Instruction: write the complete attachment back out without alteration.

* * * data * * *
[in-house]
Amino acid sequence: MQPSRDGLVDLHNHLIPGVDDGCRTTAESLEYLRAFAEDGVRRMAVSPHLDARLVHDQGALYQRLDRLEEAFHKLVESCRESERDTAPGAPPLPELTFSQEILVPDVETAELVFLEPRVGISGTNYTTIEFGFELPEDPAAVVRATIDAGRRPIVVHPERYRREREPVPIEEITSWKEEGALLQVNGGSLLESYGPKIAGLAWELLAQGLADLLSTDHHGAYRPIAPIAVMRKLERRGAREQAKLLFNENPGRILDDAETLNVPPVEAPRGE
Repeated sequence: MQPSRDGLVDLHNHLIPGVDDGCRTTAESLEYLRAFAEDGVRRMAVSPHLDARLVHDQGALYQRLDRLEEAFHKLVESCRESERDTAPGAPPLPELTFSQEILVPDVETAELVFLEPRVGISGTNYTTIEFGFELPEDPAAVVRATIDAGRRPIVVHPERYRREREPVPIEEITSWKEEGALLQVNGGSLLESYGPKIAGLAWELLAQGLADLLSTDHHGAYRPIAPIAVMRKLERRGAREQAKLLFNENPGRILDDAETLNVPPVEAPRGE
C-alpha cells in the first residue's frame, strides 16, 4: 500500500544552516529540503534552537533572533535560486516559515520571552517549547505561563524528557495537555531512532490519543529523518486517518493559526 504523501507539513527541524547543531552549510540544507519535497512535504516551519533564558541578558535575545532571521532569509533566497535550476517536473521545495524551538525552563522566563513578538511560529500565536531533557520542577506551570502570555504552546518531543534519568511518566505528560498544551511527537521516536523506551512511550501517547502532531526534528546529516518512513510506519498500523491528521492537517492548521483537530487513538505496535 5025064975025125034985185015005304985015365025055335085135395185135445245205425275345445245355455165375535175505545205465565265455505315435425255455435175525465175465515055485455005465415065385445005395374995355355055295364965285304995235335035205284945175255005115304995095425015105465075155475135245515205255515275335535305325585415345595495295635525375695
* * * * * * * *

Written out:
[in-house]
Amino acid sequence: MQPSRDGLVDLHNHLIPGVDDGCRTTAESLEYLRAFAEDGVRRMAVSPHLDARLVHDQGALYQRLDRLEEAFHKLVESCRESERDTAPGAPPLPELTFSQEILVPDVETAELVFLEPRVGISGTNYTTIEFGFELPEDPAAVVRATIDAGRRPIVVHPERYRREREPVPIEEITSWKEEGALLQVNGGSLLESYGPKIAGLAWELLAQGLADLLSTDHHGAYRPIAPIAVMRKLERRGAREQAKLLFNENPGRILDDAETLNVPPVEAPRGE
Repeated sequence: MQPSRDGLVDLHNHLIPGVDDGCRTTAESLEYLRAFAEDGVRRMAVSPHLDARLVHDQGALYQRLDRLEEAFHKLVESCRESERDTAPGAPPLPELTFSQEILVPDVETAELVFLEPRVGISGTNYTTIEFGFELPEDPAAVVRATIDAGRRPIVVHPERYRREREPVPIEEITSWKEEGALLQVNGGSLLESYGPKIAGLAWELLAQGLADLLSTDHHGAYRPIAPIAVMRKLERRGAREQAKLLFNENPGRILDDAETLNVPPVEAPRGE
C-alpha cells in the first residue's frame, strides 16, 4: 500500500544552516529540503534552537533572533535560486516559515520571552517549547505561563524528557495537555531512532490519543529523518486517518493559526 504523501507539513527541524547543531552549510540544507519535497512535504516551519533564558541578558535575545532571521532569509533566497535550476517536473521545495524551538525552563522566563513578538511560529500565536531533557520542577506551570502570555504552546518531543534519568511518566505528560498544551511527537521516536523506551512511550501517547502532531526534528546529516518512513510506519498500523491528521492537517492548521483537530487513538505496535 5025064975025125034985185015005304985015365025055335085135395185135445245205425275345445245355455165375535175505545205465565265455505315435425255455435175525465175465515055485455005465415065385445005395374995355355055295364965285304995235335035205284945175255005115304995095425015105465075155475135245515205255515275335535305325585415345595495295635525375695